uPVC Porches: A Beautiful Porch for the Masses
uPVC Porches: A Beautiful Porch for the Masses
A uPVC Porch Might Be Just What Your House Needs
Sometimes, what your house needs is an addition that is easy to construct, while at the same time will have a lasting impact on the way your house looks. For some people, the solution may be to add a uPVC porch to the house.
What is uPVC?
The term “uPVC” stands for un-plasticized polyvinyl chloride, a form of PVC plastic that, as the name suggests, has not been rendered softer and more pliable with the use of chemical additives known as plasticizers. Polyvinyl chloride has been produced since the mid-1930s, and in its form as uPVC is well-known as a building material, specifically for windows.
These days, it is also known for being used in major external installations like uPVC porches.
A Short History
Though uPVC has been used as a building material earlier in the century, it only came into its own as a viable construction material for window frames in the 1960s. This happened first in Germany, and the practice spread to England and the USA. The properties of uPVC made it a viable alternative to wood and metal.
These days, 90% of the window frames used in England are made from uPVC. As technology improved how uPVC is processed and shaped, it was then used to create small external structures, specifically small enclosed areas like uPVC porches, which could be put around a doorway, creating a small enclosed space that can function as an extension of the house’s interior.
Pros and Cons of uPVC Porches
Using uPVC didn’t come about because it was natural to do so for modular and ready-use porch enclosures. In fact, uPVC did suffer a backlash in the past as a building material. Thankfully, with new production techniques, it is now back in use. Here are some of the pros and cons of using uPVC porches.
Pro: uPVC is resistant to extreme weather – uPVC is extremely resistant against wet weather, specifically, thanks to its nonporous nature. uPVC window and doorframes still have to be replaced after quite some time, but their durability makes them very cost effective compared to wooden equivalents.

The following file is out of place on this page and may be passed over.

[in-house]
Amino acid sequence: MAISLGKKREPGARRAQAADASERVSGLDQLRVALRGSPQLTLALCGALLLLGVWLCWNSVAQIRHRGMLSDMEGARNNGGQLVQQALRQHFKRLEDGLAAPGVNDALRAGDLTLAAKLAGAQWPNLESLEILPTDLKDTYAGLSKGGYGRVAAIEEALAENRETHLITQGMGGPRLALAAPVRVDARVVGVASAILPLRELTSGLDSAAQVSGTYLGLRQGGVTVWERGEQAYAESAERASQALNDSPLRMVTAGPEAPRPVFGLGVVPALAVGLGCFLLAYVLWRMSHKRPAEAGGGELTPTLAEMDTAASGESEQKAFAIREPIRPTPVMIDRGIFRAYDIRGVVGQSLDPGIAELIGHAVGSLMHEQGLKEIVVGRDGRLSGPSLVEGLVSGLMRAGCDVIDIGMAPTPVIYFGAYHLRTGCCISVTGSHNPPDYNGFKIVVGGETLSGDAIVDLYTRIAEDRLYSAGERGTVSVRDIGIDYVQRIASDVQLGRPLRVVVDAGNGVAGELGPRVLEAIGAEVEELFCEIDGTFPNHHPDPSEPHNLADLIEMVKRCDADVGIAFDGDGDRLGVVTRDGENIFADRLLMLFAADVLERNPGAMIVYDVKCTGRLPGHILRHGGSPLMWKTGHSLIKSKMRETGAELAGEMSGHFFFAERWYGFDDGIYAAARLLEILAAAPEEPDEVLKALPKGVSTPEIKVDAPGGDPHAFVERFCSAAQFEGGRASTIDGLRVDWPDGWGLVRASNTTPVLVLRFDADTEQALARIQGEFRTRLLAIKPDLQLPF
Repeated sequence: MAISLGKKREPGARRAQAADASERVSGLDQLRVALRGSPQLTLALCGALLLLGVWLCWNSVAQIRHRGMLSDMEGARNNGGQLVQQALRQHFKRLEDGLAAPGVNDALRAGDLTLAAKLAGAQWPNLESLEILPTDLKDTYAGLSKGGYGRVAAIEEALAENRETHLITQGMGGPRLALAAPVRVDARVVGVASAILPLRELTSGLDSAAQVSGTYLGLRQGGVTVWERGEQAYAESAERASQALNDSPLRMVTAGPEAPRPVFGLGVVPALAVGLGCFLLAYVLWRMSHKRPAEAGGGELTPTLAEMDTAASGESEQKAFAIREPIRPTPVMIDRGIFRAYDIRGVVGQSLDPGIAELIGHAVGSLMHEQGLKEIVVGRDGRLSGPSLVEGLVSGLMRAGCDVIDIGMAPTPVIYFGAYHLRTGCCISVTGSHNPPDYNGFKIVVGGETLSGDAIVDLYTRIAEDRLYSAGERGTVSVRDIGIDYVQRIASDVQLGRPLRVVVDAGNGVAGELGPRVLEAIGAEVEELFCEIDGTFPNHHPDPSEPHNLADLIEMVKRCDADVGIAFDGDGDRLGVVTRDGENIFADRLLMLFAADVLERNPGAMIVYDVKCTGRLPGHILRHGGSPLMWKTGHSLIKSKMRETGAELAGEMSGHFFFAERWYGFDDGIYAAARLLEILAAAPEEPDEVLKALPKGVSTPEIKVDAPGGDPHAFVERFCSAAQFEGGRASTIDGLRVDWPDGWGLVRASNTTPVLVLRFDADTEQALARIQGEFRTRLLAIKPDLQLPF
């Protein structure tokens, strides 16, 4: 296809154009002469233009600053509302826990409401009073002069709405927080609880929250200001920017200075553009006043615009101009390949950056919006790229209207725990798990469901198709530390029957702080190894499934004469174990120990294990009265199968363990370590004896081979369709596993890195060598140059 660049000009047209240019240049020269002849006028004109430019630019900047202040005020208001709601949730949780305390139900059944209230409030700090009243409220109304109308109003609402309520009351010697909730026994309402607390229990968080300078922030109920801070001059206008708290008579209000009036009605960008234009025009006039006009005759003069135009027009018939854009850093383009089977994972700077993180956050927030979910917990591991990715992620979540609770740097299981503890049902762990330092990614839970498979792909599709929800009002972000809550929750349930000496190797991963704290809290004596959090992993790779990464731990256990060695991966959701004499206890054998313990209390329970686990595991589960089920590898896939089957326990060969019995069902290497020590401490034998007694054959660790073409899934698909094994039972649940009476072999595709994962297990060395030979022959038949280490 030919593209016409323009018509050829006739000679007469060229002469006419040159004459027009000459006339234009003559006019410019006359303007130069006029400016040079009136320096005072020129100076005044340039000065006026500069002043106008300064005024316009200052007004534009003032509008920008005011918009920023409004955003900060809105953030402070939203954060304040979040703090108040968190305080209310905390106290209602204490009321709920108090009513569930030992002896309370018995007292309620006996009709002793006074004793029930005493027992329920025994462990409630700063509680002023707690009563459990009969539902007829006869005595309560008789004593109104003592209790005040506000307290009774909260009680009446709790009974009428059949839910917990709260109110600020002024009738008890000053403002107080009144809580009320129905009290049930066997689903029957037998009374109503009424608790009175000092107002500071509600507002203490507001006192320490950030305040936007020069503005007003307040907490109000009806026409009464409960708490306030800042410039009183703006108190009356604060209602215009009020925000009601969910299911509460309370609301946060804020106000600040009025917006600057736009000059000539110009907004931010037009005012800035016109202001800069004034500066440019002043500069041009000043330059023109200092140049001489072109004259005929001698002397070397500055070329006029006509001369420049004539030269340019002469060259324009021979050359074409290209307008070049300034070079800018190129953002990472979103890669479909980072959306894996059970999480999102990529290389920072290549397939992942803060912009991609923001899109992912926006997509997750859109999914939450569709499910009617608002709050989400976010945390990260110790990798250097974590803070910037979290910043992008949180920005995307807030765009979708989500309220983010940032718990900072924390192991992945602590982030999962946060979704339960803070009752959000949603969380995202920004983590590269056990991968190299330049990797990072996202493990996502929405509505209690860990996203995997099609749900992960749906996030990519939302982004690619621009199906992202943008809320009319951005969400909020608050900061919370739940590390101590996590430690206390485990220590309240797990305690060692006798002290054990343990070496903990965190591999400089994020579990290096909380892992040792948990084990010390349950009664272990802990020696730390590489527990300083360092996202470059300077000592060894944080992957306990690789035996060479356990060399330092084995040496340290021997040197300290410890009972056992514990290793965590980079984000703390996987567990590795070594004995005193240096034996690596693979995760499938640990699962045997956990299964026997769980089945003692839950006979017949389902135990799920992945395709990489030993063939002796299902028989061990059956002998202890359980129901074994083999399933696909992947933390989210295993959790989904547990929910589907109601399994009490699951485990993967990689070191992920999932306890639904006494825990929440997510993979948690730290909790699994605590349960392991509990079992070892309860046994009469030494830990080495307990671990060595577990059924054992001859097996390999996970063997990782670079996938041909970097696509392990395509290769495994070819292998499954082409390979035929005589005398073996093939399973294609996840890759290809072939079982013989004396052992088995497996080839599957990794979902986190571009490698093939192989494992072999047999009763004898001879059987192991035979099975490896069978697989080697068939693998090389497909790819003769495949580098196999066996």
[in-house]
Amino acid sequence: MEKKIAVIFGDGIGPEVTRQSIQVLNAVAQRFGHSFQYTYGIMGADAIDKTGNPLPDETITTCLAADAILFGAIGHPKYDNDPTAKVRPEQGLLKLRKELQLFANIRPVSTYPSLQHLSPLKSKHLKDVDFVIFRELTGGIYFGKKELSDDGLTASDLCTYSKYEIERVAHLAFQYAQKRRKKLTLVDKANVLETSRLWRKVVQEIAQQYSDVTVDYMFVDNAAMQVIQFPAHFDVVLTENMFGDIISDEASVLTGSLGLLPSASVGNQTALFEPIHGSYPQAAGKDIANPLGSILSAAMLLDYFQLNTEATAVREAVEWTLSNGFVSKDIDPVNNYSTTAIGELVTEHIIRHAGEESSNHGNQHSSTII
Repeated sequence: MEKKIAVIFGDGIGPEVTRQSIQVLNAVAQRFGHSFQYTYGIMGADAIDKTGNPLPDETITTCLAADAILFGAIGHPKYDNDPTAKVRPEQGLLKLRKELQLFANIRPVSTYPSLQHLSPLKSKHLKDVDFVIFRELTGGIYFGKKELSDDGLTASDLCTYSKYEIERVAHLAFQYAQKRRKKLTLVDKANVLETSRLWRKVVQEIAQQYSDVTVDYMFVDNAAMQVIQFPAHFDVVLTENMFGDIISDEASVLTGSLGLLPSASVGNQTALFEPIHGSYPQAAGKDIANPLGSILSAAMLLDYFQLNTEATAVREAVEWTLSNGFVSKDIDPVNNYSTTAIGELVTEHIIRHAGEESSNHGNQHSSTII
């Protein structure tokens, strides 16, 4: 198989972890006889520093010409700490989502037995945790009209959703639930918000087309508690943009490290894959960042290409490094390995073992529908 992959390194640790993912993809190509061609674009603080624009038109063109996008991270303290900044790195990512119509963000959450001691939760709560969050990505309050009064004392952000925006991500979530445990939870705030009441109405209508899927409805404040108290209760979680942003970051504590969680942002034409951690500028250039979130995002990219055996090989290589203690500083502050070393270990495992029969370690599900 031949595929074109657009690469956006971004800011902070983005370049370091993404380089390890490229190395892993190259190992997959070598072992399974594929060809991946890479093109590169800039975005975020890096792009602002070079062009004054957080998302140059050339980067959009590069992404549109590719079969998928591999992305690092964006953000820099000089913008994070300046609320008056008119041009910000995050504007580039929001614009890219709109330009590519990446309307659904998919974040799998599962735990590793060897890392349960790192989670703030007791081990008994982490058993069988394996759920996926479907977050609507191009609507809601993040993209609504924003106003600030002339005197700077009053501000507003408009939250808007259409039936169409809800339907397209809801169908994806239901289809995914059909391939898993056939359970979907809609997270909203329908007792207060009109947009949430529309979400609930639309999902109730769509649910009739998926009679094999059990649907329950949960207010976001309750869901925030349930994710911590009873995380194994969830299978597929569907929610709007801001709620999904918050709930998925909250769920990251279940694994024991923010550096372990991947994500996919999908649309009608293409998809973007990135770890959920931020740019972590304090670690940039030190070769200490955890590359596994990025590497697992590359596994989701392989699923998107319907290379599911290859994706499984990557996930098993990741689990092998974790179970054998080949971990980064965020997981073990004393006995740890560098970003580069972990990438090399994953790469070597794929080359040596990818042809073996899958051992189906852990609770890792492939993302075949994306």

Pro: Recyclable – If you’re going to dispose of a uPVC porch, or will have modifications or enlargements done, then you shouldn’t worry about recycling, as uPVC can be reshaped and used again, once it is exposed to high temperatures.
Pro: Low maintenance – While uPVC will have some slight discoloration after a long time, it is surprisingly easy to clean, and if there are mechanical systems, all you will need is a bit of oil. This is particularly useful if you live in an area where you can encounter smoke or smog.
Pro: Is not prone to warping – Due to the stiff nature of uPVC, it will keep its shape without any warping. This is one major advantage over wood, which tends to warp as it is exposed to water.
Pro: Operational lifetime – A uPVC porch, if properly maintained, can last for around 35 years before the frames will need replacement. The extended lifespan alone makes uPVC a very cost-effective house expansion solution.
Con: Many designs look utilitarian – uPVC porch designs, though there are many of them, often look utilitarian and somewhat drab. Part of the reason for this is to make sure they can fit most structures. It’s a good idea to “spruce” up uPVC porches by adding little personal touches, like a colorful set of curtains.
Con: Being cheap can be disadvantage – uPVC porches can lower the value of older buildings that use history and aesthetics as their selling points. However, if you will be using a uPVC porch simply to expand the usable interior of your own home, then you shouldn’t worry about how it affects overall value. It’s also a good thing that you can use prefabricated uPVC porches that can be easy to take down, so you can restore value (if needed) to your house or building.
Is it Better Than a Normal Porch?
This is because uPVC porches come with many roof options that can fit your house or, building’s general aesthetic. There are also various choices for how the window frames can be apportioned, and the same goes for the door. Even though people can argue that uPVC porches can look uninspiring, if they are constructed correctly, they can practically merge into the design of the original house or building. You can even choose between a traditional roof style, or you can use glass window frames for your roof, so you can have as much natural lighting as possible.
You should also consider how much space you can practically expand into. This is where uPVC porches come into their own, as all you will really have to spend on in terms of traditional construction would be the flooring itself. As long as you can take into account the regular frame sizes into the construction of the rectangular or square porch floor space, then you can maximize the new porch by ordering the proper uPVC porch frames and roofing segments.
As mentioned before, cost is a major factor in the rise of uPVC porches as a practical way to expand your house’s interior space. The average cost for uPVC porches is about $400 (with the glass panes themselves as a separate cost), and with the largest or highest-quality designs reaching up to nearly $700. Do take note that installation costs aren’t included in the mentioned figures, though it you decide to install them yourself, you will definitely save even more money.
In the end, uPVC porches may not be to everyone’s fancy in terms of looks, but no one can deny that they are a cost-efficient way of creating more interior living space for your own home. All you really need to do is find the right design and size for your uPVC porch, so it will look like a natural, aesthetically pleasing extension of your house’s main structure.